Well, you DID write code that does what you wanted. However, it employs a terribly poor choice of method to achieve your goal. That is not your fault. You wrote code that did what was requested in the assignment. What matters is to think here about what makes two numbers co-prime, or in this case, not co-prime. Two numbers are co-prime if they share no common prime factors. Even if both of them share just a single factor of 2 or 3, they are not co-prime.
GCD will be SLOW here, employed on EVERY number from 1 to n. Worse, then you are growing the vector dynamically! That forces MATLAB to reallocate memory and copy the entire array on EVERY iteration of the loop. This slows down quadratically as N gets large.
Instead, why not use a sieving scheme? The sieve here is much like that of the sieve of Eratosthenes for finding a list of primes. But the sieve will be based on only the distinct prime factors of N.
function result = coPrimes(N)
F = unique(factor(N));
result = 1:(N-1);
for f = F
result(f:f:end) = 0;
result(result == 0) = ;
Thus, for N = 30, we get
1 7 11 13 17 19 23 29
A sieving operation as I have written will be far more efficient than using GCD in a brute force way.
In fact, for N as large as 340510170, this took only about 1/2 minute on my moderately old computer to compute the list of all 56770560 numbers coprime to N.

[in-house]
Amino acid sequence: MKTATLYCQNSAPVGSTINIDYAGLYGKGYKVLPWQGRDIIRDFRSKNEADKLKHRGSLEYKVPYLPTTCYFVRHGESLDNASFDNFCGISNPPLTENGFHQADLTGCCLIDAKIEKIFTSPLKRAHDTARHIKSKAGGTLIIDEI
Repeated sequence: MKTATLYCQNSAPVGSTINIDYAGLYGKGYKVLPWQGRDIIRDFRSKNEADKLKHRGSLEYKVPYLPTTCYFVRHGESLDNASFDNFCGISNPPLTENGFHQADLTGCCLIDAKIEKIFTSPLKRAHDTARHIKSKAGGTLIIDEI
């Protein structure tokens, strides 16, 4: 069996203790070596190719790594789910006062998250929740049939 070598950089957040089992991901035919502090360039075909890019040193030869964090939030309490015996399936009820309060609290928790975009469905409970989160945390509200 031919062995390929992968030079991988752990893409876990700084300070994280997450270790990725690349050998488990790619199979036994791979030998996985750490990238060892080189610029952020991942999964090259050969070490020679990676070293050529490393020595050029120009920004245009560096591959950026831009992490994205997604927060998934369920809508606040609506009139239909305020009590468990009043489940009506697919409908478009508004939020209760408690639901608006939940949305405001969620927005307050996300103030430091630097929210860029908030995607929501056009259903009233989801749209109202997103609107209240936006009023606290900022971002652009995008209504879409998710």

N = 2*3*5*7*11*13*17*23*29
When I used MY version of coPrimes on this value of N, I checked the time needed at the end. It might require days, if not years of time to solve for that value of N using the version of coPrime you had written.
Elapsed time is 38.869453 seconds.
Sieving operations are often a far better way to solve such problems. And, well, brute force is almost never a good way. Perhaps the important point to take away from this is that SOMETIMES it is correct to just look for a way to optimize code. So making it run more efficiently with or without loops, etc. But sometimes what is necessary is to look under the hood, understanding the real purpose of the code, and then find a better algorithm. When such a better algorithm exists, you will sometimes gain a vast increase in speed. That was the case here.